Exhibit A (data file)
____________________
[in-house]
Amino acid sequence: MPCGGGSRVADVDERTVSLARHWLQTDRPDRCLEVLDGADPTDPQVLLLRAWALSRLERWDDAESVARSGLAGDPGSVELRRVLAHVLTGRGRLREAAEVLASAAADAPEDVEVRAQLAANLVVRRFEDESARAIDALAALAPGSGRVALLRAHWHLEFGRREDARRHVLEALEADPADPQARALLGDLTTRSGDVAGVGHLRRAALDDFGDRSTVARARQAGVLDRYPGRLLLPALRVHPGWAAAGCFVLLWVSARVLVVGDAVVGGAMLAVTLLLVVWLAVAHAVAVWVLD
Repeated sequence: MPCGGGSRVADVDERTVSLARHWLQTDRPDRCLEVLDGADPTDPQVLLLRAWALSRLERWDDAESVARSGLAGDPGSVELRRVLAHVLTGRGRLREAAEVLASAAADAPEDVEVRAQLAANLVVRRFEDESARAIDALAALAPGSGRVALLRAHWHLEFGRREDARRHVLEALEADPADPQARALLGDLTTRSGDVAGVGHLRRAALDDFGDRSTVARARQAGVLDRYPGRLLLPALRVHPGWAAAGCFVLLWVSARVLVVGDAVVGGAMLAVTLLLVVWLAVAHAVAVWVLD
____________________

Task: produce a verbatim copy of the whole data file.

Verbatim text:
[in-house]
Amino acid sequence: MPCGGGSRVADVDERTVSLARHWLQTDRPDRCLEVLDGADPTDPQVLLLRAWALSRLERWDDAESVARSGLAGDPGSVELRRVLAHVLTGRGRLREAAEVLASAAADAPEDVEVRAQLAANLVVRRFEDESARAIDALAALAPGSGRVALLRAHWHLEFGRREDARRHVLEALEADPADPQARALLGDLTTRSGDVAGVGHLRRAALDDFGDRSTVARARQAGVLDRYPGRLLLPALRVHPGWAAAGCFVLLWVSARVLVVGDAVVGGAMLAVTLLLVVWLAVAHAVAVWVLD
Repeated sequence: MPCGGGSRVADVDERTVSLARHWLQTDRPDRCLEVLDGADPTDPQVLLLRAWALSRLERWDDAESVARSGLAGDPGSVELRRVLAHVLTGRGRLREAAEVLASAAADAPEDVEVRAQLAANLVVRRFEDESARAIDALAALAPGSGRVALLRAHWHLEFGRREDARRHVLEALEADPADPQARALLGDLTTRSGDVAGVGHLRRAALDDFGDRSTVARARQAGVLDRYPGRLLLPALRVHPGWAAAGCFVLLWVSARVLVVGDAVVGGAMLAVTLLLVVWLAVAHAVAVWVLD